WEIGHING IN – Anyone who thought Schoharie County District Attorney Susan Mallery would defy expectations and hold her own against Nauman Hussain’s high-powered defense team got their wake-up call the first day of the trial.
That’s when Mallery’s scrambled preparation, which had already been called out earlier in the day by state Supreme Court Justice Peter Lynch, became abundantly clear.
The moment came after the prosecution questioned one of its first witnesses, Lawrence Macera. He was the original owner of the stretched 2001 Ford Excursion SUV that crashed Oct. 6, 2018, killing 17 passengers, the driver and two bystanders at the Apple Barrel Country Store at the intersection of state routes 30 and 30A in Schoharie County. At the beginning of cross-examination, defense attorney Lee Kindlon asked Macera a few identifying questions and then asked if he’d ever pleaded guilty to a felony.
Kindlon soon revealed that he discovered — through a quick Google search, no less — that the witness had pleaded guilty to stealing $54,000 in retirement savings from a railroad company for which he had worked. The information hadn’t previously been shared. Neither had the criminal history of additional possible prosecution witnesses, a fact that came to light the following day, prompting Lynch to tell Mallery that this kind of discovery information is “a basic, basic obligation” of prosecutors.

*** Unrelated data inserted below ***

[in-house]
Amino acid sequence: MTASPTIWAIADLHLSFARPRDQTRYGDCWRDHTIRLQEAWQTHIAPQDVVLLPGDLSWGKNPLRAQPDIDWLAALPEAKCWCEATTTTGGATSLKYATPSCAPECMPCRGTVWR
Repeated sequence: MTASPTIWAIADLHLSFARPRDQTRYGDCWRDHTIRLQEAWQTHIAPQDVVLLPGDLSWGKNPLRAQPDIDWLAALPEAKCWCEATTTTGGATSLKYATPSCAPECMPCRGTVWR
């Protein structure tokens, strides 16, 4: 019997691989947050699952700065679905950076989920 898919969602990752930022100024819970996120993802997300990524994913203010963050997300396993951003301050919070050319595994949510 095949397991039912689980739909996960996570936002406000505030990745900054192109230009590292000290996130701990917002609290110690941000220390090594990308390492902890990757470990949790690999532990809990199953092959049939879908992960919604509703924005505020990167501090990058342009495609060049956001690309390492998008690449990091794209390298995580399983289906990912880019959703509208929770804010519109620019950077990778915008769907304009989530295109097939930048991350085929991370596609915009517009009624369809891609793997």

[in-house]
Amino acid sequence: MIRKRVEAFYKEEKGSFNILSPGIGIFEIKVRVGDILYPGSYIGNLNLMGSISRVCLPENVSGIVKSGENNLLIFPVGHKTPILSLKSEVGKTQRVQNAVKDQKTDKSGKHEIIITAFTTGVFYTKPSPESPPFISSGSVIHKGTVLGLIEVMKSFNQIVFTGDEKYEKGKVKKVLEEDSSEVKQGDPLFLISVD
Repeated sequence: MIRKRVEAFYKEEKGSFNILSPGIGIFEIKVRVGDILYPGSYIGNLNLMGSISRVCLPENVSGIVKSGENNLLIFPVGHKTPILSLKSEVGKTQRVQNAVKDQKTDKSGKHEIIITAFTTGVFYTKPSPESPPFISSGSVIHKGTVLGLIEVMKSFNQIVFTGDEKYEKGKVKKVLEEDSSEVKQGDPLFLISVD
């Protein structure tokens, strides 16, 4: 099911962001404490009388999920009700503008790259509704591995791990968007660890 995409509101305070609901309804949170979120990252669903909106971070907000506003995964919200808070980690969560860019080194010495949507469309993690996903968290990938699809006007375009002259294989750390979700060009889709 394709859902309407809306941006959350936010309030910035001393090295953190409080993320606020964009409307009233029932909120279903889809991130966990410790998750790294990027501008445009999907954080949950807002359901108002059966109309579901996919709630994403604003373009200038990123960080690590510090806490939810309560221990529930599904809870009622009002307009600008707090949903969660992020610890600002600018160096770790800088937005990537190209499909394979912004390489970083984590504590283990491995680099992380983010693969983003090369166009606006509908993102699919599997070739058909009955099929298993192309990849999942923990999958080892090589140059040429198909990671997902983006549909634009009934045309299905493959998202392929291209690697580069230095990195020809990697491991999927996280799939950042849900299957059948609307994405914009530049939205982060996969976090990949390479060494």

In the days since, the prosecution’s harried and at times haphazard presentation has been on display during a trial in which the limo company’s operator faces 20 counts each of second-degree manslaughter and criminally negligent homicide. For instance, Mallery lacked command during the examination of even Brian Chase, who was the consultant the prosecution hired to provide a forensic analysis of the crash.
The almost-frantic presentation continued Monday when the prosecution’s team, which includes special counsel Fred Rench, tapped by the Schoharie County DA’s office, spent several minutes stapling and sorting through papers to submit copies of state statutes and regulations into evidence.
And after all this paperwork, the judge ruled not to permit the evidence.
The prosecution’s procedural blunders, including those early discovery missteps that led to legitimate questions about whether the case would end in a mistrial, have played right into the defense’s hands.
Case in point, the defense opted Monday not to call any witnesses because the prosecution’s witnesses already helped Hussain’s team make its case, Kindlon said after the presentation of evidence concluded Monday.
“Maybe their case just didn’t work out the way they had anticipated because their witnesses kept getting on the stand and pointing the proof away from my client,” Kindlon said, later adding, “I think that we were really successfully able to use the people’s witnesses against them.”
Such has been the fear of some all along, that Mallery — a district attorney in a county of approximately 30,000 people — simply wouldn’t be able to match expensive defensive attorneys blow for blow. Mallery declined comment on Monday, as she has done so many times since the 2018 tragedy.